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Iran to charge foreign ships a toll to cross the Hormuz Strait



I run planning to charge foreign ships a toll in exchange for "protection" over the Hormuz Strait, a key trade route and a flash point in the escalating dispute between the United States and the Islamic Republic.

A member of the Iranian Parliament's Bureau said foreign commercial entities should compensate Iran as "the true security provider in the region and international waters", according to the state-owned Tasnim News Agency. Amirhossein Qazizadeh Hashemi claimed that ships entering Iranian waters on their way through the strait and therefore had to pay a toll.

This claim does not go with clearly defined international agreements, says former naval officer Thomas Callender.

"There is no doubt about the rights of commercial vessels and tankers crossing the Straits of Hormuz and that they have the right to pass unhindered." Callender, a senior defense program manager at Heritage Foundation, told Washington Examiner .

"To try to charge substantial tax to pass through this is a form of extortion."

Hormuzestreet is a narrow 21

-mile waterway that connects the Gulf of Persia with Oman Bay and larger Arabian Sea. About 18.5 million barrels of oil travel throughout the day and account for 30% of the world's seaborne oil. The waterway is considered essential for global trade, but with a maritime traffic of only three miles, it is also extremely vulnerable.

"It's a bit like the old movies where you want to see the mafia come in and look up in a person's store and say," Look, you want protection from someone who beats your store you have to pay U.S. Callender said. "It's like an Iranian mafia requesting the protection of money from the commercial shipping industry and oil companies through the Gulf."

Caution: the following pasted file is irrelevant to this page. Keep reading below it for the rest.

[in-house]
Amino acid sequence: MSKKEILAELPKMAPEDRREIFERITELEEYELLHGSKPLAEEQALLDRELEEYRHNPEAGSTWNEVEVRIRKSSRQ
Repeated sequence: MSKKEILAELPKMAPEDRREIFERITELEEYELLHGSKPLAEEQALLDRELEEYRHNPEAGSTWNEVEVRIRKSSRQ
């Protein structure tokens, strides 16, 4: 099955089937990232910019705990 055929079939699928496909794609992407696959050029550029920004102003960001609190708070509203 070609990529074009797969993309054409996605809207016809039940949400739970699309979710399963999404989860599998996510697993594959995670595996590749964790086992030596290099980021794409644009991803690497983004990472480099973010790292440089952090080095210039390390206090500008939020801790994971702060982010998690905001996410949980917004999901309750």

The Iranian economy is heavily dependent on the oil trade and makes it a mature target for US and international sanctions. The Trump administration has focused on Iranian oil as part of its maximum press campaign against the regime and warned Allies not to do business with Tehran.

In Gibraltar Sunday, British royal marines grabbed and violated an Iranian tanker suspected of transporting oil to Syria, a violation of EU sanctions. Iran is closely related to Syrian President Bashar Assad, who supports his authoritarian regime, as it continues to fight for rebel groups. An Iranian revolutionary guards corps commander threatened to respond to a British ship in response, and the country's defense minister condemned Britain on Monday.

"These days, we saw a threatening action from the British government in the Gibraltar Street against a tanker from the Islamic Republic of Iran," said Amir Hatami. "This is a wrong and wrong act, an action similar to maritime robbery … surely these kinds of robberies will not be tolerated."

Iranian officials denied that the ship was on its way to Syria, even though they did not specify their destination.

While the United States has long maintained a significant military presence in the Persian Gulf, it has grown in recent months as tensions with Iran continue to flare. In addition to a contingent of bombers, patriotic missile systems and troops, the Pentagon sent the USS Abraham Lincoln strike group to the region recently.


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